Larry Doyle: Deliriously Happy: And Other Bad Thoughts 

Larry Doyle: Deliriously Happy: And Other Bad Thoughts 

Timing gets all the credit, but good comedy is equally indebted to good word choice. In his collection of short-form material, Deliriously Happy: And Other Bad Thoughts, comedian-writer Larry Doyle lives up to the second half of his hyphenate with a smattering of pieces—some short enough for McSweeney’s lists, some that first appeared in The New Yorker or Esquire—that are all united by a craftsman’s attention to sentence construction and precise language. The former Simpsons and Beavis And Butt-head writer and the author of I Love You, Beth Cooper credits his style to some expected comedy touchstones (Woody Allen), and to some less-expected heady postmodernists (Donald Barthelme). But with Doyle’s love of misplaced optimism, nigh-impenetrable jargon, and clueless pitchmen, the Thurber Prize-winning author could just as easily be taking notes from George Saunders. 

Like Saunders, Doyle finds room for pathos amid all the cultural backwash: An extortionate service in “The Babyproofer” discovers that a couple’s child would have died 187 times without the company’s very expensive consultation. Later, with wife and proofer gone, the overcautious father tries in vain to kiss his child through the polarized visor of his protective helmet. In another morbidly Saunders-esque tale, a couch-potato dad dies in his armchair, but no one notices until his taste in programming becomes questionable. “Fun Times,” a brochure for a menacingly entertaining family theme park, deserves its place at the top of the book: “There’s a restaurant in here, too, in the direction of the smell,” it crows. Like the ’50s clip art that breaks up the chapters, the disconnect between the cheery tone and the queasy messages give Happy its juice.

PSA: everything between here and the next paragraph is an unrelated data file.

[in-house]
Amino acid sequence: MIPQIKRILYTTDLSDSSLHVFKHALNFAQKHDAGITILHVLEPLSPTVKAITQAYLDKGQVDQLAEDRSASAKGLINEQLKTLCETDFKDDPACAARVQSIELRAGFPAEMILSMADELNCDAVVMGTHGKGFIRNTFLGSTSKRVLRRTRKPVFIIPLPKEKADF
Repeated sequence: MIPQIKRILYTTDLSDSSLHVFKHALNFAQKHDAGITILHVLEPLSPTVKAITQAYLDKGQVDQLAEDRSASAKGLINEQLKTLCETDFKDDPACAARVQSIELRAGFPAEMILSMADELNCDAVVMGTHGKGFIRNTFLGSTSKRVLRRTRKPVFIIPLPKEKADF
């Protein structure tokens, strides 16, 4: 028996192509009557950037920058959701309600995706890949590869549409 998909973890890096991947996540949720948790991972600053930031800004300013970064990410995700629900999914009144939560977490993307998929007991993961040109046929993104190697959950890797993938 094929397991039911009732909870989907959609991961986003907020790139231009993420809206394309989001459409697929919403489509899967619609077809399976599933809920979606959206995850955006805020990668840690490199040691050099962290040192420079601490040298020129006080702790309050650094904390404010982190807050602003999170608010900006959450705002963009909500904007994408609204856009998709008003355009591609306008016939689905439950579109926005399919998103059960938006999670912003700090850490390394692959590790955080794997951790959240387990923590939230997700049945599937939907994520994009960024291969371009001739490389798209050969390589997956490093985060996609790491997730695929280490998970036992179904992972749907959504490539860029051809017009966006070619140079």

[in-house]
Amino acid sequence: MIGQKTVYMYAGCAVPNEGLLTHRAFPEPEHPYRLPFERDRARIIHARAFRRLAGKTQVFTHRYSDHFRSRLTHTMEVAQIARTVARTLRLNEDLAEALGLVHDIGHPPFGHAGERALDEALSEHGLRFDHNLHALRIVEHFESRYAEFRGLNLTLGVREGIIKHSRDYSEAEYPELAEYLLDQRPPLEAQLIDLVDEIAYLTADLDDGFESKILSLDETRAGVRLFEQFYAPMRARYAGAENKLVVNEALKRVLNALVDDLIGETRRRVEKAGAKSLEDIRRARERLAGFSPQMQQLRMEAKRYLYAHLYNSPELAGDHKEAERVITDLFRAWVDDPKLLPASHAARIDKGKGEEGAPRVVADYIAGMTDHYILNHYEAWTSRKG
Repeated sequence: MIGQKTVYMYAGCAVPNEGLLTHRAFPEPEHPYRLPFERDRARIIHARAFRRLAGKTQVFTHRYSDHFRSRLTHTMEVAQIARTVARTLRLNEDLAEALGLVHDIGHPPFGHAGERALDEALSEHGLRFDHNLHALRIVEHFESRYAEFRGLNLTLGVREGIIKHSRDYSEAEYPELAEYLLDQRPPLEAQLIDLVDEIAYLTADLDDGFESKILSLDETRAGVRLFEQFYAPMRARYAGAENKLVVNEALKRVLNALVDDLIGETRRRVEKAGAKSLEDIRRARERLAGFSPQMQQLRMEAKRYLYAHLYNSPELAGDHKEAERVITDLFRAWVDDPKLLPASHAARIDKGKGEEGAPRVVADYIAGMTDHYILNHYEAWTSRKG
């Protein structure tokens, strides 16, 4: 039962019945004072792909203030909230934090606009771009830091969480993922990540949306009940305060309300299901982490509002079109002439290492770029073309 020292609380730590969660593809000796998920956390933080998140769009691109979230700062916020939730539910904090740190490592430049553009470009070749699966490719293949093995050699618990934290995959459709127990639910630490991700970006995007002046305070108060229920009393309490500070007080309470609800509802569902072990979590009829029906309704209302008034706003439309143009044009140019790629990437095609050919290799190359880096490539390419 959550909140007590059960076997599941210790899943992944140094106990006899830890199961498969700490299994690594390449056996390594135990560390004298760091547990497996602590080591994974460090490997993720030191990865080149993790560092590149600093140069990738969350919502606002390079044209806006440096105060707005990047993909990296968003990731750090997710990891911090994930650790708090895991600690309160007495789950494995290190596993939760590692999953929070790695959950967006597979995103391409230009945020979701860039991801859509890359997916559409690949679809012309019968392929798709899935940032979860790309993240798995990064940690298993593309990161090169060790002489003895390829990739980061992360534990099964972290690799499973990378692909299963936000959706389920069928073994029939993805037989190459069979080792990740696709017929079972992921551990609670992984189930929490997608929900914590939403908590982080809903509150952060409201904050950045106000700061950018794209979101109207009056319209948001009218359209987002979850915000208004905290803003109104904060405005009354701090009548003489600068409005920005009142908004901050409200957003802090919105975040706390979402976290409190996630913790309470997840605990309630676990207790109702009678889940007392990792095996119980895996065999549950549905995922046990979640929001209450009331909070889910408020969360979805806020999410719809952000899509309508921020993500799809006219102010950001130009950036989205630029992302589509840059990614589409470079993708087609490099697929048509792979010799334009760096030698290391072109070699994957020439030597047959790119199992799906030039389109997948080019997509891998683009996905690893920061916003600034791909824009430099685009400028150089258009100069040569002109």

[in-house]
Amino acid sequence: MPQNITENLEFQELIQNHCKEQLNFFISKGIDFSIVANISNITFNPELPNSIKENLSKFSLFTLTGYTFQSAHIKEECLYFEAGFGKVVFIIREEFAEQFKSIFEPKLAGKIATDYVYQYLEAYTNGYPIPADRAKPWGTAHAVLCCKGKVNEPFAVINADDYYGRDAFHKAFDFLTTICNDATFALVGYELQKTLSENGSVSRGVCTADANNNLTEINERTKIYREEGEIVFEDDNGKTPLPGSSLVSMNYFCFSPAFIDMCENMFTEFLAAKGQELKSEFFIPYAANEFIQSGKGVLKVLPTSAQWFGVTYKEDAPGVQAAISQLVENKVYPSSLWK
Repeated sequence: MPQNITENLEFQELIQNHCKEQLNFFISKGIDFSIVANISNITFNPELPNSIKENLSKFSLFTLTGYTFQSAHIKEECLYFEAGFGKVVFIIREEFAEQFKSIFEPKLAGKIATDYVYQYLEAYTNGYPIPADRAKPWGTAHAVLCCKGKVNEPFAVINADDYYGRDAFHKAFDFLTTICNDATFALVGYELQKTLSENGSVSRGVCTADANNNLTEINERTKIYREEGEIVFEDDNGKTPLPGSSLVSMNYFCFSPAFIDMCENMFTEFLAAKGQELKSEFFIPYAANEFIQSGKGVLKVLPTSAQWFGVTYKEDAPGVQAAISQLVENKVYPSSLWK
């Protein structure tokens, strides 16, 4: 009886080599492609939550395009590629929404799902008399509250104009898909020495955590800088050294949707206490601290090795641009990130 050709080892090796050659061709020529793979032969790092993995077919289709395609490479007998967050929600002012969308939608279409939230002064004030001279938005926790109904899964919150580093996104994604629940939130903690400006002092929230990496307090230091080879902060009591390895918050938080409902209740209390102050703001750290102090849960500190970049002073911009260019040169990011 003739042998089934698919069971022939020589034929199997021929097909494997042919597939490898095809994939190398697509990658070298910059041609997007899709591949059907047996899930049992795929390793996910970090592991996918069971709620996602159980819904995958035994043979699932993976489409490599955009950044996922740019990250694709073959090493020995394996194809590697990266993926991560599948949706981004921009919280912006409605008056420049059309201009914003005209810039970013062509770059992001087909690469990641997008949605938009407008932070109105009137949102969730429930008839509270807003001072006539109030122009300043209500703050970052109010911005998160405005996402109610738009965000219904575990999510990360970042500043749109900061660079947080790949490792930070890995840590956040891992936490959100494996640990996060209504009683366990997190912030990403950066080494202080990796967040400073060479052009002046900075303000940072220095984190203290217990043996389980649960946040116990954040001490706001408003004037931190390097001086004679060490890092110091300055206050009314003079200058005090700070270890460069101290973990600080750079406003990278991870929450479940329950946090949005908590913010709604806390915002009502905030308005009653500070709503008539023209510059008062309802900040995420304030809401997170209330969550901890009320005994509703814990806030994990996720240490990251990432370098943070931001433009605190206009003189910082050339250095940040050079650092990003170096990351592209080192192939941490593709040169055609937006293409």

The collection is at its best when it goes dark, or when Doyle, a great compiler of funny lists, indulges his inner Butt-head and opts for the short and silly. The more ambitious New Yorker material simultaneously sets its sights too high and too low: The Thomas Pynchon send-up might elicit a smirk, but doesn’t justify the hefty buy-in, and “Huck Of Darkness” reimagines the quintessentially American tale with an X rating, but the joke is played out by the first page. 

There’s a gratifying range to the targets skewered and the voices emulated in Deliriously Happy, and that variety serves to offset any clunkers: A list of horrifying dinner specials, a eulogy given some pizzazz by an improv group, and a weak joke that devolves into pages of footnotes like some comedic attempt at Pale Fire all appear. The book is strained when Doyle’s higher pretensions get the better of him, but well-crafted enough to make the reading a pleasure throughout. It offers good writing and good jokes, in that order. 

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